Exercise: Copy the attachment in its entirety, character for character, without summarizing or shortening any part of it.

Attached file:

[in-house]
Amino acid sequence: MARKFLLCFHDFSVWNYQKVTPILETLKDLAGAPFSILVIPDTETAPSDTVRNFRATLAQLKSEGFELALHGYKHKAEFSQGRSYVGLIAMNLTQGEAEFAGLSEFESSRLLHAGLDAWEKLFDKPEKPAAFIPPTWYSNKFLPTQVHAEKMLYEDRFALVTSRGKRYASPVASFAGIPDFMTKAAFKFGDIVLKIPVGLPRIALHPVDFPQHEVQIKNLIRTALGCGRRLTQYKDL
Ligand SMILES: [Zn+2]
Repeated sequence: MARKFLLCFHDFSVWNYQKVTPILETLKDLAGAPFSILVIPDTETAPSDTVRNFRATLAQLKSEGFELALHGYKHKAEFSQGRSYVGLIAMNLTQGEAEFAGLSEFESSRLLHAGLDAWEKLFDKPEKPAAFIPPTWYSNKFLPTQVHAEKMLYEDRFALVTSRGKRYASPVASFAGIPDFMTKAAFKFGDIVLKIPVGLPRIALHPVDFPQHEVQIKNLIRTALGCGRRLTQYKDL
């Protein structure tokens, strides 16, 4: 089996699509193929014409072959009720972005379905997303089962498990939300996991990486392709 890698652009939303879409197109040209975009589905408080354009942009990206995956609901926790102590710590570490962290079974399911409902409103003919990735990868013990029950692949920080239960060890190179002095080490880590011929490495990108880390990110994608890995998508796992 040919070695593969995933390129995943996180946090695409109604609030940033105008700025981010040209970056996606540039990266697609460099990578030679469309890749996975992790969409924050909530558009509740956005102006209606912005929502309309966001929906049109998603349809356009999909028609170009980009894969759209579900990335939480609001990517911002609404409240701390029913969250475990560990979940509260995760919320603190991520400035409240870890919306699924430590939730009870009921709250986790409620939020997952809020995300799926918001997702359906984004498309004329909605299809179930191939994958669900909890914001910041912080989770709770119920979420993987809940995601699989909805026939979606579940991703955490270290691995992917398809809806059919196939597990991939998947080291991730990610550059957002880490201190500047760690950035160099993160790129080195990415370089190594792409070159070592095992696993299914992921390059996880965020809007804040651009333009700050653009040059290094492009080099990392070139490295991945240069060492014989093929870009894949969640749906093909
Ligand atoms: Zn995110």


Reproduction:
[in-house]
Amino acid sequence: MARKFLLCFHDFSVWNYQKVTPILETLKDLAGAPFSILVIPDTETAPSDTVRNFRATLAQLKSEGFELALHGYKHKAEFSQGRSYVGLIAMNLTQGEAEFAGLSEFESSRLLHAGLDAWEKLFDKPEKPAAFIPPTWYSNKFLPTQVHAEKMLYEDRFALVTSRGKRYASPVASFAGIPDFMTKAAFKFGDIVLKIPVGLPRIALHPVDFPQHEVQIKNLIRTALGCGRRLTQYKDL
Ligand SMILES: [Zn+2]
Repeated sequence: MARKFLLCFHDFSVWNYQKVTPILETLKDLAGAPFSILVIPDTETAPSDTVRNFRATLAQLKSEGFELALHGYKHKAEFSQGRSYVGLIAMNLTQGEAEFAGLSEFESSRLLHAGLDAWEKLFDKPEKPAAFIPPTWYSNKFLPTQVHAEKMLYEDRFALVTSRGKRYASPVASFAGIPDFMTKAAFKFGDIVLKIPVGLPRIALHPVDFPQHEVQIKNLIRTALGCGRRLTQYKDL
């Protein structure tokens, strides 16, 4: 089996699509193929014409072959009720972005379905997303089962498990939300996991990486392709 890698652009939303879409197109040209975009589905408080354009942009990206995956609901926790102590710590570490962290079974399911409902409103003919990735990868013990029950692949920080239960060890190179002095080490880590011929490495990108880390990110994608890995998508796992 040919070695593969995933390129995943996180946090695409109604609030940033105008700025981010040209970056996606540039990266697609460099990578030679469309890749996975992790969409924050909530558009509740956005102006209606912005929502309309966001929906049109998603349809356009999909028609170009980009894969759209579900990335939480609001990517911002609404409240701390029913969250475990560990979940509260995760919320603190991520400035409240870890919306699924430590939730009870009921709250986790409620939020997952809020995300799926918001997702359906984004498309004329909605299809179930191939994958669900909890914001910041912080989770709770119920979420993987809940995601699989909805026939979606579940991703955490270290691995992917398809809806059919196939597990991939998947080291991730990610550059957002880490201190500047760690950035160099993160790129080195990415370089190594792409070159070592095992696993299914992921390059996880965020809007804040651009333009700050653009040059290094492009080099990392070139490295991945240069060492014989093929870009894949969640749906093909
Ligand atoms: Zn995110």